(Vatican News) At the weekly General Audience, Pope Francis reflects on sadness and invites us to take comfort in Jesus' Resurrection, saying He can comfort our despair and sense of loss if we respond with faith in God's goodness.
When overwhelmed by sadness, take comfort in Jesus' Resurrection.
Pope Francis offered this reminder during his Wednesday General Audience held in the Vatican's Paul VI Hall.
Continuing his catechesis series on virtues and vices, the Pope focused this week on the sin of excessive sadness (acedia vel tristitia, in Latin), recalling that there are two types of sadness.
Two types of sadness
The first, he explained, is "a sorrow that is appropriate to Christian life, and that with God’s grace can be changed into joy." This form of sorrow, he said, "must not be rejected and forms part of the path of conversion."
It is the experience, he recalled, of the Prodigal Son, who, when "reaches the depths of his degeneracy," feels "great bitterness," which "prompts him to come to his senses and to decide to return home to his father."
This form of sorrow, he insisted, is "a grace," which possesses the ability "to lament over one’s own sins, remember the state of grace from which we have fallen, and weep because we have lost the purity in which God dreamed of us."
Whereas the second kind of sadness, he said, "must be fought resolutely and with every strength, because it comes from the evil one."
This "ailment of the soul," he said, "arises in the human heart when a desire or hope vanishes," and was the experience of the disciples of Emmaus in St. Luke's Gospel of Luke, as they lamented Jesus' loss.
St. Paul, Pope Francis recalled, offered the distinction between the two types when he wrote to the Corinthians: "Godly grief produces a repentance that leads to salvation and brings no regret, but worldly grief produces death" (2 Cor 7:10).
Regenerated in faith and hope
The dynamic of sadness, Pope Francis explained, is linked to the experience of loss, which, he recognized, is often accompanied by discouragement, weakness of the spirit, depression, and anguish.
"We all go through ordeals that generate sorrow in us, because life makes us conceive dreams that are then shattered," the Pope acknowledged, pointing out that after our internal turmoil, some people are unable to get beyond melancholy and sadness, whereas others are able to be regenerated in hope.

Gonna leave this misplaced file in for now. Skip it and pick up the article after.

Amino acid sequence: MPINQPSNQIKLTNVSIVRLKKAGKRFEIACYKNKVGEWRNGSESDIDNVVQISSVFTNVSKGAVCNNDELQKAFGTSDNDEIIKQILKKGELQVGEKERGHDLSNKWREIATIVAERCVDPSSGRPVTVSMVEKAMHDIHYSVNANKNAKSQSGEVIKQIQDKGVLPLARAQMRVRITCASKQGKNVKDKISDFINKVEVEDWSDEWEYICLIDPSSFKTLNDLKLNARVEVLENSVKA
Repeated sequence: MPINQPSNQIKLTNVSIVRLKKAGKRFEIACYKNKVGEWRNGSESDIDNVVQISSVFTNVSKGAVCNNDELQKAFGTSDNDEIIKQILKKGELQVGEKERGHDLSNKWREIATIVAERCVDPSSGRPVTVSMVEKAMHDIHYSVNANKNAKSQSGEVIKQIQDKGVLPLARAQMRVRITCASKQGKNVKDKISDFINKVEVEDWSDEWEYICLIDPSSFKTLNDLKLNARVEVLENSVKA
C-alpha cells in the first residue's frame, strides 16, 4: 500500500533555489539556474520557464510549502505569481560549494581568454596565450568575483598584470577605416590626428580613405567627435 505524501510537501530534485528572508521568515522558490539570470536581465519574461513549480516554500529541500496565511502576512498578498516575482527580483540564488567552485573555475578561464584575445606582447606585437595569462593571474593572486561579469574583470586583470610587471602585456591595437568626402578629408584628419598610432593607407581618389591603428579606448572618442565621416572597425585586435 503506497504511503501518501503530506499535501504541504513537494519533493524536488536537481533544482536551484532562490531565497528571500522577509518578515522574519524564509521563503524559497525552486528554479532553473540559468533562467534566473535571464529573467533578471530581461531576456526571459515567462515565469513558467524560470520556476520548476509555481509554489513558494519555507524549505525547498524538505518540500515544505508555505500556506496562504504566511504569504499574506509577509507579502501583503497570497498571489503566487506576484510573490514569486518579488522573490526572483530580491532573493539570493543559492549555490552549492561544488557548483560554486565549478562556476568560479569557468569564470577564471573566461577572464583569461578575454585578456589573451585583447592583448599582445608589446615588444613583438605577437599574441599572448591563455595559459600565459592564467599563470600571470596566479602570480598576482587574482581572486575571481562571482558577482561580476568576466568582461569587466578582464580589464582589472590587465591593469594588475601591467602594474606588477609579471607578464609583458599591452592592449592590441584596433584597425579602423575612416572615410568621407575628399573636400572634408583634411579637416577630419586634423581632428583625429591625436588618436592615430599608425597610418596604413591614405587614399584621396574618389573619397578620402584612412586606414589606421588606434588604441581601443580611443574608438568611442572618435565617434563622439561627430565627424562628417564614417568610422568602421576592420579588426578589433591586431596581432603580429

Pope Francis exhorted those who may be lulled into excessive sadness to be comforted through their faith and Jesus' closeness.
Jesus' Resurrection comforts us
"Certain protracted griefs, where a person continues to expand the void of one who is no longer there, are not proper to life in the Spirit," the Pope said, noting it isn't healthy and is not proper to our Christian identity.
While he admitted there is something in everyone’s past that needs to be healed and that sadness is natural, he warned it can turn into something devious and dangerous.
However, the Holy Father reassured, it "can be combatted easily, keeping in mind the thought of the Resurrection of Christ."
"However full life may be of contradictions, defeated desires, unrealized dreams, and lost friendships," Pope Francis acknowledged, "thanks to Jesus’ Resurrection, we can believe that all will be saved."
Faith casts out fear
"Jesus rose again not only for Himself," the Pope marveled, "but also for us, to redeem all the happiness that has remained unfulfilled in our lives."
"Faith casts out fear, and the Resurrection of Christ," he rejoiced, "removes sadness like the stone from the tomb."
While observing that every Christian’s day "is an exercise in resurrection,” Pope Francis concluded by praying that the Spirit of the Risen Jesus help us defeat sorrow with holiness.